Competition, Innovation, and Antitrust: A Theory of Market Leaders and Its Policy Implications

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Springer Science & Business Media, Sep 5, 2007 - Science - 284 pages
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In 1934 Springer published a book by Heinrich von Stackelberg, “Market and Equilibrium”, which contained pathbreaking studies on oligopolistic markets. In particular, it analyzed the behavior of a ?rm acting as a leader with a ?rst mover advantage in the choice of its production level over another ?rm acting as a follower. That analysis became the foundation of the economic theory of market leaders and is the starting point of my book. In the following pages I develop a generalization of Stackelberg’s idea, with a focus on the und- standing of the behavior of market leaders under di ?erent entry conditions, particularly when entry in the market is endogenous. Rather than limiting the analysis to the e ?ects of the market structure on the behavior of the market leaders, I also study the e ?ects of the behavior of market leaders on the market structure. In other words, this book can be seen as an attempt to describe - dogenous market structures where the strategies, the expectations on the strategies of the others, and also the entry decisions are the fruit of rational behavior. In the last few decades, economic theory has put a lot of emphasis on the rational behavior in the choice of actions and strategies and on the rational expectations on these choices. Most ?elds of economic theory have embraced both these elements adopting the rational expectations approach in models with perfect competition ?rst and imperfect competition later.
 

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Contents

1 Competition Leadership and Entry
1
11 A Simple Model of Competition in Quantities
4
111 Monopoly and Antitrust Issues
5
112 Nash Equilibrium
8
113 Marshall Equilibrium
9
114 Stackelberg Equilibrium
10
115 Stackelberg Equilibrium with Endogenous Entry
12
12 Increasing Marginal Costs and Product Differentiation
15
411 Endogenous Entry
138
412 Welfare Analysis
141
42 Dynamic Competition for the Market
142
421 Nash Equilibrium
143
422 Marshall Equilibrium
144
424 Stackelberg Equilibrium with Endogenous Entry
146
425 Nondrastic Innovations
148
426 Strategic Commitments
150

121 Ushaped Cost Functions
16
122 Product Differentiation
18
13 A Simple Model of Competition in Prices
20
14 A Simple Model of Competition for the Market
25
141 The Arrows Paradox
27
142 Innovation by Leaders
31
15 Conclusions
34
16 Appendix
36
2 Strategic Commitments and Endogenous Entry
41
21 Market Structure
44
22 Nash Equilibrium
48
23 Marshall Equilibrium
49
24 Competition in Quantities in Prices and for the Market
50
242 Competition in Prices
54
243 Competition for the Market
58
25 Strategic Investments
59
251 The FudenbergTirole Taxonomy of Business Strategies
61
252 Strategic Commitments with Endogenous Entry
63
26 Cost Reductions and Signaling
66
27 Advertising and Demand Enhancing Investments
70
28 Debt and the Optimal Financial Structure
72
29 Network Externalities and TwoSided Markets
76
210 Bundling
79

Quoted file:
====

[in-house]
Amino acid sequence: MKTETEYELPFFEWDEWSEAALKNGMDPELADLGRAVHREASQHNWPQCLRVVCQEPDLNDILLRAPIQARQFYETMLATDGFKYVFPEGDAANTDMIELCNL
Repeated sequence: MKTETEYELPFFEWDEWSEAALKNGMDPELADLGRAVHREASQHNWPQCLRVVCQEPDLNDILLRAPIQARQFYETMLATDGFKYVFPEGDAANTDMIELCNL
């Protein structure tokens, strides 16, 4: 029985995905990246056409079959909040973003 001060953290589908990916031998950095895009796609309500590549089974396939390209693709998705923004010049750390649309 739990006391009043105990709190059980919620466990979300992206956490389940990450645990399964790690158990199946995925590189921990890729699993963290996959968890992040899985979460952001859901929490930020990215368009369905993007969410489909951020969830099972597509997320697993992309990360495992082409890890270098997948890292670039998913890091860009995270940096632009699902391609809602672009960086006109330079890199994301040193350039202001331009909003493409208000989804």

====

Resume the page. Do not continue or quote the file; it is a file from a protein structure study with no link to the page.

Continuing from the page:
211 Vertical Restraints
82
212 Price Discrimination
84
213 Antitrust and Horizontal Mergers
87
214 Conclusions
89
3 Stackelberg Competition and Endogenous Entry
90
31 Stackelberg Equilibrium
94
32 Stackelberg Equilibrium with Endogenous Entry
97
33 Competition in Quantities in Prices and for the Market
100
332 Competition in Prices
106
333 Competition for the Market
108
34 Asymmetries Multiple Leaders and Multiple Strategies
109
342 Multiple Leaders
110
343 Endogenous Leadership
113
344 Multiple Strategies
114
345 General Profit Functions
116
35 Antitrust and Collusion
118
36 StateAids and Strategic Export Promotion
120
37 Privatizations
123
38 Conclusions
124
39 Appendix
125
4 Dynamic Competition and Endogenous Entry
131
41 A Simple Patent Race with Contractual Costs of RD
135
43 Sequential Innovations
151
431 Endogenous Value of Innovations
152
432 Endogenous Technological Progress
155
44 Competition in the Market and Competition for the Market
159
45 Conclusions
162
46 Appendix
165
5 Antitrust and Abuse of Dominance
170
51 The Traditional Approaches to Abuse of Dominance
174
512 The PostChicago Approach
176
52 The Theory of Market Leaders and Endogenous Entry
178
521 Competition in the Market and Policy Implications
179
522 Competition for the Market and Policy Implications
186
53 A Digression on IPRs Protection
189
531 Patents in Dynamic Sectors and Innovations
190
532 OpenSource Innovations
191
533 Conclusions on IPRs Protection
194
54 Reforming Antitrust
195
541 Efficiency Defense
196
542 Predatory Pricing
197
543 Bundling
201
544 Intellectual Property Rights
203
55 Conclusions
204
6 Microsoft Economics
207
61 The Software Market
208
611 Network Effects
210
612 Multisided Platforms
212
613 Microsoft
215
62 The Antitrust Cases
218
622 The EU Case
221
63 Is Microsoft a Monopolist?
223
631 Why Is the Price of Windows so Low?
225
632 Does Microsoft Stifle Innovation?
228
64 Bundling
230
641 Strategic Bundling
232
642 Technological Bundling
234
65 Intellectual Property Rights
235
651 Patents Trade Secrets and Interoperability
236
652 Licenses and Standards
238
66 Conclusions
240
7 Epilogue
243
72 Implications for Business Administration
252
74 Conclusions
255
8 References
256
Index
275
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